The Media Insights and Engagement Conference is an annual event that brings together researchers, content creators and technologists to explore the current media and film industry landscape. This year’s conference took place in Los Angeles, California, and featured presentations from CBS, Facebook, YouTube, Comcast, BuzzFeed and more.
With streaming content and binge-watching as the norm, media and entertainment moves faster than most industries and the business needs to react quicker than ever. One key theme from Media Insights 2019 was the enduring importance of doing real research to truly understand the audience, beyond just the data.
From this event, a few trends stuck with us...
Content remains king
In past conferences, I’ve noticed a lot of buzz about ad sales. Not this year though. It seems like most companies are realizing that creating the best content possible is key to increasing subscribers and attracting ad dollars. Many speakers talked about using insights to create binge-worthy content, whether that’s an unscripted reality TV series or a livestream show.
To improve their content, many companies are investing in new research technologies and methodologies to reach new audiences. Media companies need to talk directly to all different types of viewers, rather than engaging just the account holders. You can just imagine how many viewers are behind one Netflix, Starz or Crave account—which is often not just the family members, but friends, colleagues, and the list goes on.
Media companies need to talk directly to all different types of viewers, rather than engaging just the account holders.
While sending a survey to an email database can reach people who pay for subscriptions, this approach is no longer enough since companies need to appeal to the people who actually consume the content. Given that many people share their account details, talking to just the account holders leaves a big blindspot when creating content. This creates an appetite to engage with fans, beyond the emails in a database, and to reach out to individuals through social media and messaging apps—channels where people naturally have conversations about the content they are consuming.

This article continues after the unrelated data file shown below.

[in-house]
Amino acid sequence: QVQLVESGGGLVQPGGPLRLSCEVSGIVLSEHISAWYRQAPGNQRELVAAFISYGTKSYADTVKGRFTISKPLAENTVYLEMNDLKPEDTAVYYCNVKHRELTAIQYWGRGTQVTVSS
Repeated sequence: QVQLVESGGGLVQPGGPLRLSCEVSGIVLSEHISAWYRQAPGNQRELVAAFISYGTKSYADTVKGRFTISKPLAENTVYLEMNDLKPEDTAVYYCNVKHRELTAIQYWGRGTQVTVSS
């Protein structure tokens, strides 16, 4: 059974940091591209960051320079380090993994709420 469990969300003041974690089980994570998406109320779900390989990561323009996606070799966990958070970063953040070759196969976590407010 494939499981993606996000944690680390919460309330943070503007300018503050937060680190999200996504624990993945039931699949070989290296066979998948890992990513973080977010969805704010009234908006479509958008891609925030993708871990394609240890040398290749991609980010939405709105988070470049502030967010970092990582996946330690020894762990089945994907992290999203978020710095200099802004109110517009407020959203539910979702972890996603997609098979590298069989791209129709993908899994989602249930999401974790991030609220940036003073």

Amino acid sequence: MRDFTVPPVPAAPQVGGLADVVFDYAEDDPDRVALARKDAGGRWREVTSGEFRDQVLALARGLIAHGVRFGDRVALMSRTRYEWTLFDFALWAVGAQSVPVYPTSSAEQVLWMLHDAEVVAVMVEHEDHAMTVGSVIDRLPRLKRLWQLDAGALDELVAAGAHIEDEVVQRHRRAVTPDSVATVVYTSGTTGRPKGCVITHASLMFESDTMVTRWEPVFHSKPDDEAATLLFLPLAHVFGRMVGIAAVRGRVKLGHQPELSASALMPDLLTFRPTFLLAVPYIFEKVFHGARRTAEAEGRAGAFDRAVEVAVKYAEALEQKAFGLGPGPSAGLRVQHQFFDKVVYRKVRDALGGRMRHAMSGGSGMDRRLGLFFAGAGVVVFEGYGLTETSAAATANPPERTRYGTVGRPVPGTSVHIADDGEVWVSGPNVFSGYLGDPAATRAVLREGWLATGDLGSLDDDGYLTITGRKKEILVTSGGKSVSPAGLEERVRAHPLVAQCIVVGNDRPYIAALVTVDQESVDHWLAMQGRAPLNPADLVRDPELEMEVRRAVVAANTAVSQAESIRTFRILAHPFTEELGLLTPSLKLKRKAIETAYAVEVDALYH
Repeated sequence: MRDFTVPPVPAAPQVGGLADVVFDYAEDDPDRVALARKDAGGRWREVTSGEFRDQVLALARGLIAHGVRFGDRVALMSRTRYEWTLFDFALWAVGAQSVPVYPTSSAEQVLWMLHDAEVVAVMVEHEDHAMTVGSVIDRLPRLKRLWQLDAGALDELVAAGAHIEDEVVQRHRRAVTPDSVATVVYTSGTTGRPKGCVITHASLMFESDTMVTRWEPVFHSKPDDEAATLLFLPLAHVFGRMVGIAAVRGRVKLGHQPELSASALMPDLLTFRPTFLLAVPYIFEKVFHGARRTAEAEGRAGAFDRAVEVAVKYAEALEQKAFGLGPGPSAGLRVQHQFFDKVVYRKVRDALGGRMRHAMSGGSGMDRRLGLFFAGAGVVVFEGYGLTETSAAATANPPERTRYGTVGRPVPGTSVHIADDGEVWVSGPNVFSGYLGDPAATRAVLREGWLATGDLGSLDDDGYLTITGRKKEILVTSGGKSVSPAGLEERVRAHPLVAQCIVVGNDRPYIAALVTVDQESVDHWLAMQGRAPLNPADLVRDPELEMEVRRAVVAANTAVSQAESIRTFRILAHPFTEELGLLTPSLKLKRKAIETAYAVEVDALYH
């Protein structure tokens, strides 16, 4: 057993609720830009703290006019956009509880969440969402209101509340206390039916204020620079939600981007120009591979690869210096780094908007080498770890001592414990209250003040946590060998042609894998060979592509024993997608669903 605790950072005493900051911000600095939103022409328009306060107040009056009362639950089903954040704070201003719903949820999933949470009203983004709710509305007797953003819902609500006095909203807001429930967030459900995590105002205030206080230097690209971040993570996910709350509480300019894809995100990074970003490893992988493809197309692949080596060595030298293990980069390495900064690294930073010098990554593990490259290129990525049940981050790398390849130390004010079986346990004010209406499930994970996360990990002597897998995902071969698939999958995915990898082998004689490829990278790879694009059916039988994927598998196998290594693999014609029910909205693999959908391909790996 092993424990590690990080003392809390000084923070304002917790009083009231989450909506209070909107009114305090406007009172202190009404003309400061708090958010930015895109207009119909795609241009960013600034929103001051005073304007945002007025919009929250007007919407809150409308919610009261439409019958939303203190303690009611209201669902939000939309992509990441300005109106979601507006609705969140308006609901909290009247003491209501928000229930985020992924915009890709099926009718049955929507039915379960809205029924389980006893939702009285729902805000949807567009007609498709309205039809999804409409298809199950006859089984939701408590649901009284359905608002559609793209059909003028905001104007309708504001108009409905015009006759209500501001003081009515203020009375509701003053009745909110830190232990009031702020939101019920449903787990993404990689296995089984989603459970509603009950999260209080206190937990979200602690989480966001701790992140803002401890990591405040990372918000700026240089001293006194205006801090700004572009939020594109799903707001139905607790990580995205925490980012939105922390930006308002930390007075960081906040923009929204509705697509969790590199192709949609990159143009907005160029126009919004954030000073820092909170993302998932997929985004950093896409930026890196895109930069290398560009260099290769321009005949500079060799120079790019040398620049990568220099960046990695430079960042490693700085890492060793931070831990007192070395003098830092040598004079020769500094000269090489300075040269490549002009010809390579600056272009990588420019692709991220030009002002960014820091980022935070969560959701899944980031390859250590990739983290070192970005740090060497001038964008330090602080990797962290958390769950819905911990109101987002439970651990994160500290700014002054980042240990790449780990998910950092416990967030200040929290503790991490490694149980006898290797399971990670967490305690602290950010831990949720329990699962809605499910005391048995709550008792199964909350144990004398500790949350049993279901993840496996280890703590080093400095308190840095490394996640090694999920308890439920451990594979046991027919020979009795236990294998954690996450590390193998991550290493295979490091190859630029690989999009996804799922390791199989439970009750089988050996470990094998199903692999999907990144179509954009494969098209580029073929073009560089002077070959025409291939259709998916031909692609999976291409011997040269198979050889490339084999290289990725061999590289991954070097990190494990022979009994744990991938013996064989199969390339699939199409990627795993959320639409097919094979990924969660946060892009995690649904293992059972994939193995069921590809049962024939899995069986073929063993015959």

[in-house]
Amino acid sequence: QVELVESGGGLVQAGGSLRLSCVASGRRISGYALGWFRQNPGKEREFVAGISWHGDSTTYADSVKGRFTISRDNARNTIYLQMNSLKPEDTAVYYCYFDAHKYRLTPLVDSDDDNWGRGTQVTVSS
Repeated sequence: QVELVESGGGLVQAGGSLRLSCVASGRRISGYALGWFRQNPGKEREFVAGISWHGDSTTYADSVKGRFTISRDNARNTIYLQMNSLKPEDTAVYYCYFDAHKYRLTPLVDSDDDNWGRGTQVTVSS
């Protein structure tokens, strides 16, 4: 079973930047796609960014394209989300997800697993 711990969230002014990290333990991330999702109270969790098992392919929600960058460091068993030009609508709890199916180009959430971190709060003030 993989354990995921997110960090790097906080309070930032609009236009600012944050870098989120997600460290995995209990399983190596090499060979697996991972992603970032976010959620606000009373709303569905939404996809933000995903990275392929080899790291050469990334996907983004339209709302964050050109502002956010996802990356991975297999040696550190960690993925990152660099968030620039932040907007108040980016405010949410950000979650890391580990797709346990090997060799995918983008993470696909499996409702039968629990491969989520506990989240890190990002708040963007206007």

The most widely attended session of the event was actually not run by a researcher, but rather a content creator: Kenya Barris, the writer and producer of critically acclaimed Blackish. Media experts asked many questions to learn more about how a showrunner would actually take insights and empower their creativity in the writers room. I expect this will become a more common audience for the data teams to interface with, as content continues to become the main driver for engagement across the board.
The social media factor
Advancements in social media continue to shape media distribution and consumption, reiterated many speakers. One roundtable was exclusively focused on the this question: if content is king, what is the queen? Distribution or marketing?
In their session, Charlene Richey and Vicki Molina-Estolano of Ipsos and Facebook, respectively, revealed that one in three Facebook Stories get a direct message reply. That said, to get more value of out Stories, advertisers need to create useful content that can be easily and quickly consumed. Having multiple scenes and using effective sound or music also help make your ad content more successful, according to the speakers.
Expect more premium and long-form content to come to social media.
BuzzFeed’s Edwin Wong spoke about creating intimacy from “mundane” conversations that happen on social media. One behavior that has become dominant is the practice of @ mentioning a friend in the comments. Wong said this is a simple but powerful behavior that reveals people’s connections and what type of content resonates best with the audience. BuzzFeed has examined this behavior to get better insights and improve the company’s social media advertising.